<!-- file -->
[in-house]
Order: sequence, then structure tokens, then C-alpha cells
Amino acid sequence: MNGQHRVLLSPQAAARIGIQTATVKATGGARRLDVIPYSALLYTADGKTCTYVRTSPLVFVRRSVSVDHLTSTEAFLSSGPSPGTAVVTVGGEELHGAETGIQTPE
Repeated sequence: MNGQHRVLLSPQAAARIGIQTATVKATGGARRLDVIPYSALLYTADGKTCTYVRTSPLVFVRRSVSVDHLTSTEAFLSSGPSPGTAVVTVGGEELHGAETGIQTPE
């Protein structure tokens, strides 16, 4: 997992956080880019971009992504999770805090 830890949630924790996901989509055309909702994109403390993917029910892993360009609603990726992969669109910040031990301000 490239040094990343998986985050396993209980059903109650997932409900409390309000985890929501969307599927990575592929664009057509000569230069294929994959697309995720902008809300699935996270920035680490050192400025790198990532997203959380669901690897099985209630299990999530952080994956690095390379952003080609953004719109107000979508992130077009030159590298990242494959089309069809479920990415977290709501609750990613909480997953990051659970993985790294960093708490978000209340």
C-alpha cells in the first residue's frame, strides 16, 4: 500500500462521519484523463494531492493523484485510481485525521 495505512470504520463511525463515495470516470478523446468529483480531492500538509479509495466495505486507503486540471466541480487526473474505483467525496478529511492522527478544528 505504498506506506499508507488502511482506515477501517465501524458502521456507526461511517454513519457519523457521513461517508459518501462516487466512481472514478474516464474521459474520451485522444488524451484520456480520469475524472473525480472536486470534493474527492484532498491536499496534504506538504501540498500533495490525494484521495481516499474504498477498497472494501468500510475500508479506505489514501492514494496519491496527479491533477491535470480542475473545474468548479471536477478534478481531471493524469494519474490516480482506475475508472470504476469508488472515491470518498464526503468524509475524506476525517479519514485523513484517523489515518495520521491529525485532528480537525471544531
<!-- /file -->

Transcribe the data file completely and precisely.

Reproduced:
[in-house]
Order: sequence, then structure tokens, then C-alpha cells
Amino acid sequence: MNGQHRVLLSPQAAARIGIQTATVKATGGARRLDVIPYSALLYTADGKTCTYVRTSPLVFVRRSVSVDHLTSTEAFLSSGPSPGTAVVTVGGEELHGAETGIQTPE
Repeated sequence: MNGQHRVLLSPQAAARIGIQTATVKATGGARRLDVIPYSALLYTADGKTCTYVRTSPLVFVRRSVSVDHLTSTEAFLSSGPSPGTAVVTVGGEELHGAETGIQTPE
């Protein structure tokens, strides 16, 4: 997992956080880019971009992504999770805090 830890949630924790996901989509055309909702994109403390993917029910892993360009609603990726992969669109910040031990301000 490239040094990343998986985050396993209980059903109650997932409900409390309000985890929501969307599927990575592929664009057509000569230069294929994959697309995720902008809300699935996270920035680490050192400025790198990532997203959380669901690897099985209630299990999530952080994956690095390379952003080609953004719109107000979508992130077009030159590298990242494959089309069809479920990415977290709501609750990613909480997953990051659970993985790294960093708490978000209340």
C-alpha cells in the first residue's frame, strides 16, 4: 500500500462521519484523463494531492493523484485510481485525521 495505512470504520463511525463515495470516470478523446468529483480531492500538509479509495466495505486507503486540471466541480487526473474505483467525496478529511492522527478544528 505504498506506506499508507488502511482506515477501517465501524458502521456507526461511517454513519457519523457521513461517508459518501462516487466512481472514478474516464474521459474520451485522444488524451484520456480520469475524472473525480472536486470534493474527492484532498491536499496534504506538504501540498500533495490525494484521495481516499474504498477498497472494501468500510475500508479506505489514501492514494496519491496527479491533477491535470480542475473545474468548479471536477478534478481531471493524469494519474490516480482506475475508472470504476469508488472515491470518498464526503468524509475524506476525517479519514485523513484517523489515518495520521491529525485532528480537525471544531